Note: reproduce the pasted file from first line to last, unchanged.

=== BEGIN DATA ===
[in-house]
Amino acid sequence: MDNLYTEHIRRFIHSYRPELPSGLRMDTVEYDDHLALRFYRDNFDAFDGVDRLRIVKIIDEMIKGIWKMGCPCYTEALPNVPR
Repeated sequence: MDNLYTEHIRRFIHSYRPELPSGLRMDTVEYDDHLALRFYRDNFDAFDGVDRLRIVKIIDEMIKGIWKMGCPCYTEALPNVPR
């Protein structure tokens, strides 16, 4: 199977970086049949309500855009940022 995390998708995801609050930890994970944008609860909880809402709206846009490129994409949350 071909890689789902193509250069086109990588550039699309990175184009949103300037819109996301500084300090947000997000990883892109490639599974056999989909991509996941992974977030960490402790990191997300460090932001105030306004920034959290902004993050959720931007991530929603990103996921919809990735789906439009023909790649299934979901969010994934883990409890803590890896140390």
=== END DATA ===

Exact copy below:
[in-house]
Amino acid sequence: MDNLYTEHIRRFIHSYRPELPSGLRMDTVEYDDHLALRFYRDNFDAFDGVDRLRIVKIIDEMIKGIWKMGCPCYTEALPNVPR
Repeated sequence: MDNLYTEHIRRFIHSYRPELPSGLRMDTVEYDDHLALRFYRDNFDAFDGVDRLRIVKIIDEMIKGIWKMGCPCYTEALPNVPR
């Protein structure tokens, strides 16, 4: 199977970086049949309500855009940022 995390998708995801609050930890994970944008609860909880809402709206846009490129994409949350 071909890689789902193509250069086109990588550039699309990175184009949103300037819109996301500084300090947000997000990883892109490639599974056999989909991509996941992974977030960490402790990191997300460090932001105030306004920034959290902004993050959720931007991530929603990103996921919809990735789906439009023909790649299934979901969010994934883990409890803590890896140390």